... 10 Energy 4 2012-01-01 2012-01-01 false Systematic review for declassification. 1045.43 Section... Systematic review for declassification. (a) The Secretary shall ensure that RD documents, and the DoD shall... Classification (and with the DoD for FRD) to ensure the systematic review of RD and FRD documents. (c) Review...

  9. Public health interventions in midwifery: a systematic review of systematic reviews

    PubMed Central

    2012-01-01

    Background Maternity care providers, particularly midwives, have a window of opportunity to influence pregnant women about positive health choices. This aim of this paper is to identify evidence of effective public health interventions from good quality systematic reviews that could be conducted by midwives. Methods Relevant databases including MEDLINE, Pubmed, EBSCO, CRD, MIDIRS, Web of Science, The Cochrane Library and Econlit were searched to identify systematic reviews in October 2010. Quality assessment of all reviews was conducted. Results Thirty-six good quality systematic reviews were identified which reported on effective interventions. The reviews were conducted on a diverse range of interventions across the reproductive continuum and were categorised under: screening; supplementation; support; education; mental health; birthing environment; clinical care in labour and breast feeding. The scope and strength of the review findings are discussed in relation to current practice. A logic model was developed to provide an overarching framework of midwifery public health roles to inform research policy and practice. Conclusions This review provides a broad scope of high quality systematic review evidence and definitively highlights the challenge of knowledge transfer from research into practice. The review also identified gaps in knowledge around the impact of core midwifery practice on public health outcomes and the value of this contribution. This review provides evidence for researchers and funders as to the gaps in current knowledge and should be used to inform the strategic direction of the role of midwifery in public health in policy and practice. PMID:23134701

  10. Natural Flavonoids as Promising Analgesic Candidates: A Systematic Review.

    PubMed

    Xiao, Xiao; Wang, Xiaoyu; Gui, Xuan; Chen, Lu; Huang, Baokang

    2016-11-01

    Due to the chemical structural diversity and various analgesic mechanisms, an increasing number of studies indicated that some flavonoids from medicinal plants could be promising candidates for new natural analgesic drugs, which attract high interests of advanced users and academic researchers. The aim of this systematic review is to report flavonoids and its derivatives as new analgesic candidates based on the pharmacological evidences. Sixty-four papers were found concerning the potential analgesic activity of 46 flavonoids. In this case, the evidence for analgesic activity of flavonoids and total flavonoids was investigated. Meanwhile, the corresponding analgesic mechanism of flavonoids was discussed by generalizing and analyzing the current publications. Based on this review, the conclusion can be drawn that some flavonoids are promising candidates for painful conditions and deserve particular attention in further research and development.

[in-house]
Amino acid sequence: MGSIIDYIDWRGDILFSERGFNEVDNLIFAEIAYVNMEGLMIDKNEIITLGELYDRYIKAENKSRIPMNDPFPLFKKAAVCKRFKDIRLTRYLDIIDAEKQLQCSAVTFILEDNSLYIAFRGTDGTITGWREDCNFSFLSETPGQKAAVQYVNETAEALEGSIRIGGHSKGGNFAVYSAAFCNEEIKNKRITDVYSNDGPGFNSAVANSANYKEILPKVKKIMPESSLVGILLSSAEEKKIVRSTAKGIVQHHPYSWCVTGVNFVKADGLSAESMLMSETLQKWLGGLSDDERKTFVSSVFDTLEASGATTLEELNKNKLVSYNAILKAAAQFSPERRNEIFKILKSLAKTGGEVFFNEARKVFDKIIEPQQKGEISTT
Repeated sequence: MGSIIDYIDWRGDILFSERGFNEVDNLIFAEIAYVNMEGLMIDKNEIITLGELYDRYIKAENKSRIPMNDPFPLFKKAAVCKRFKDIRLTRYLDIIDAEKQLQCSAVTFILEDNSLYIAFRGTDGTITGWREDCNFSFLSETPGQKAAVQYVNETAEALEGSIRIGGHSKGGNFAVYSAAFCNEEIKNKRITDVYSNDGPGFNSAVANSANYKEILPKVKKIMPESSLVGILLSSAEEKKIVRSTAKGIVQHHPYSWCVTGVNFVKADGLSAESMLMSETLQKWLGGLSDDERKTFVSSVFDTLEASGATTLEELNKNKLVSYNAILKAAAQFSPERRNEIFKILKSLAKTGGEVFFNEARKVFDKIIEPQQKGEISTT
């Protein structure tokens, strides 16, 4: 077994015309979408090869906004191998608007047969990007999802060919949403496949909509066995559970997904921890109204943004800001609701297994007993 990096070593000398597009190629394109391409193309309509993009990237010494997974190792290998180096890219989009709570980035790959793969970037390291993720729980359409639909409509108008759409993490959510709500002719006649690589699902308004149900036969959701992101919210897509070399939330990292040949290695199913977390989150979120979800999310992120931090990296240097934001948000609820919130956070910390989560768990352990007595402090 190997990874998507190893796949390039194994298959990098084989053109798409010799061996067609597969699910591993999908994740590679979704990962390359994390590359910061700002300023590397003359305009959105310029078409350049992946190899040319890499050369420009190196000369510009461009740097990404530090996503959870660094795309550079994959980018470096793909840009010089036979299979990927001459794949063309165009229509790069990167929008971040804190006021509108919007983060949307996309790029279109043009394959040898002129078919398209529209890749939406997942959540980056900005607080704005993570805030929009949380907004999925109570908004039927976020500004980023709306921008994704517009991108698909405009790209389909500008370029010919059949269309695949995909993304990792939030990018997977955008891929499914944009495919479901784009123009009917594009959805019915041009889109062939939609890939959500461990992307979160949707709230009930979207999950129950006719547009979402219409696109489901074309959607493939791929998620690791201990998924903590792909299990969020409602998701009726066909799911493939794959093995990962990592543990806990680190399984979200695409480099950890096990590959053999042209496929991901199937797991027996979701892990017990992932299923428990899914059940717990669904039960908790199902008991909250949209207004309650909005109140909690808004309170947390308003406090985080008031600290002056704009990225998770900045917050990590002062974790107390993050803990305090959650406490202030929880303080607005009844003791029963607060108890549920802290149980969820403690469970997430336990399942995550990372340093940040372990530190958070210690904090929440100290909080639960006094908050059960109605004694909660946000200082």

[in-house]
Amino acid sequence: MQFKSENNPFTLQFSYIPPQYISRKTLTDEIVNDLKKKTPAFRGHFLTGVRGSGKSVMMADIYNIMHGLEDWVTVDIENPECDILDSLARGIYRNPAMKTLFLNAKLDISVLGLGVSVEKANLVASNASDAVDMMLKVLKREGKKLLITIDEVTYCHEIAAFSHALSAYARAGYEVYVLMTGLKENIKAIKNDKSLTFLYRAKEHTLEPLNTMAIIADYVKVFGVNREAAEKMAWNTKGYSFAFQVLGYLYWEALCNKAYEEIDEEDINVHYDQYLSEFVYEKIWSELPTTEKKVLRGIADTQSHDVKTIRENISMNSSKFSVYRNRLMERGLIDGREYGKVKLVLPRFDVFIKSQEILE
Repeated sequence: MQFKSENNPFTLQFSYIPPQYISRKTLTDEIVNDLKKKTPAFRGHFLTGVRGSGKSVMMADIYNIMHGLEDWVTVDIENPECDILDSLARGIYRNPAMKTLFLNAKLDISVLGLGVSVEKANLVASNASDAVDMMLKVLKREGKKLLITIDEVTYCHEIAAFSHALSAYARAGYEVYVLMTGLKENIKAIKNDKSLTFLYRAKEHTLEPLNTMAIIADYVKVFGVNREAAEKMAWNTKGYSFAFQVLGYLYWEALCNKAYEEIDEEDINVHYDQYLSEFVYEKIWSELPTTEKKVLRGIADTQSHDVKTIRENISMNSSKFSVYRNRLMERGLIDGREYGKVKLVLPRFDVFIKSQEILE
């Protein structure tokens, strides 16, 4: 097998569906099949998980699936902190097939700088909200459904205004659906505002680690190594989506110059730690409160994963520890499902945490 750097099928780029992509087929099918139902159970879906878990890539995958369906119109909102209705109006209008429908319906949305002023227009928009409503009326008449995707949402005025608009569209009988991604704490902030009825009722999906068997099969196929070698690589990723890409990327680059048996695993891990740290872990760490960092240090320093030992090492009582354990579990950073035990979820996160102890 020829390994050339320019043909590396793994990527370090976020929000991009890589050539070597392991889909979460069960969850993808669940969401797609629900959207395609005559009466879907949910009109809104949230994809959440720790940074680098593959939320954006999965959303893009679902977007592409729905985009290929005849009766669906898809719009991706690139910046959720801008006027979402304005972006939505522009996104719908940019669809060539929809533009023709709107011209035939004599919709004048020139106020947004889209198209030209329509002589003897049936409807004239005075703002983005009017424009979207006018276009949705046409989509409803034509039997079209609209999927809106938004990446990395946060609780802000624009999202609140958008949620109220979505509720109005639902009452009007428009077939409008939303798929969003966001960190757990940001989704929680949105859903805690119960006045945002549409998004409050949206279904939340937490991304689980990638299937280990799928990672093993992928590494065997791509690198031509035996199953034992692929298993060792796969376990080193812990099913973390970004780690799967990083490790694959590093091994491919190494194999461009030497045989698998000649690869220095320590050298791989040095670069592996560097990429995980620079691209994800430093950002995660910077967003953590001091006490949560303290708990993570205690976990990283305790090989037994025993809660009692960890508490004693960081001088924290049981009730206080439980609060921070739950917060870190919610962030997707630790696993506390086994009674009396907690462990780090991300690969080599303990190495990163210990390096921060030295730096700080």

11. Motor Imagery and Its Effect on Complex Regional Pain Syndrome: An Integrative Review

    PubMed Central

    de Souza, Nélio Silva; Martins, Ana Carolina Gomes; Bastos, Victor Hugo do Vale; Leite, Marco Antônio A.; Teixeira, Silmar; Velasques, Bruna; Ribeiro, Pedro; Bittencourt, Juliana; Matta, André Palma da Cunha; Filho, Pedro Moreira

    2015-01-01

    The motor imagery (MI) has been proposed as a treatment in the complex regional pain syndrome type 1 (CRPS-1), since it seems to promote a brain reorganization effect on sensory-motor areas of pain perception. The aim of this paper is to investigate, through an integrative critical review, the influence of MI on the CRPS-1, correlating their evidence to clinical practice. Research in PEDro, Medline, Bireme and Google Scholar databases was conducted. Nine randomized controlled trials (level 2), 1 non-controlled clinical study (level 3), 1 case study (level 4), 1 systematic review (level 1), 2 review articles and 1 comment (level 5) were found. We can conclude that MI has shown effect in reducing pain and functionality that remains after 6 months of treatment. However, the difference between the MI strategies for CRPS-1 is unknown as well as the intensity of mental stress influences the painful response or effect of MI or other peripheral neuropathies. PMID:26788264

  12. What do we know about preventing school violence? A systematic review of systematic reviews.

    PubMed

    Lester, Soraya; Lawrence, Cayleigh; Ward, Catherine L

    2017-03-01